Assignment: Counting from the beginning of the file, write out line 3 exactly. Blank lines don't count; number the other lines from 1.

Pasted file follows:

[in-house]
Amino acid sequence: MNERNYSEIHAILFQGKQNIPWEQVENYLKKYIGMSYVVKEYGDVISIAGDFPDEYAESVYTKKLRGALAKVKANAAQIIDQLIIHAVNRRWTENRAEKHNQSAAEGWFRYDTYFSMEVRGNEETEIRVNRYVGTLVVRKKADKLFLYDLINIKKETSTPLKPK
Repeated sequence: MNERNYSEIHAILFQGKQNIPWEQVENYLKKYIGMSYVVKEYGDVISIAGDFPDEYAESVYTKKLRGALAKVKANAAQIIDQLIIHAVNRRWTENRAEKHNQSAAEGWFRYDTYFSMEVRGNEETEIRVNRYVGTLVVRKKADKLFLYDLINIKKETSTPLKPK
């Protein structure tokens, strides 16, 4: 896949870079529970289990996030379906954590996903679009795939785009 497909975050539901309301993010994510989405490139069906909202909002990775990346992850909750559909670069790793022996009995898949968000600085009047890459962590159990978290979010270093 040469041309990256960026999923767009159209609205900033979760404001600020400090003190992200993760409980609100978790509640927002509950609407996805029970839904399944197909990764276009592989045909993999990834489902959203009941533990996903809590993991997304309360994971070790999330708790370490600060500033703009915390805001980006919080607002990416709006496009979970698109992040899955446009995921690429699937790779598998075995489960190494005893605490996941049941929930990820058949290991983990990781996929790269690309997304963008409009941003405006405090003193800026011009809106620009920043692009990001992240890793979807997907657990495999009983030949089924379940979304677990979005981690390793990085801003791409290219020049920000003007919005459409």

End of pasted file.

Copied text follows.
Repeated sequence: MNERNYSEIHAILFQGKQNIPWEQVENYLKKYIGMSYVVKEYGDVISIAGDFPDEYAESVYTKKLRGALAKVKANAAQIIDQLIIHAVNRRWTENRAEKHNQSAAEGWFRYDTYFSMEVRGNEETEIRVNRYVGTLVVRKKADKLFLYDLINIKKETSTPLKPK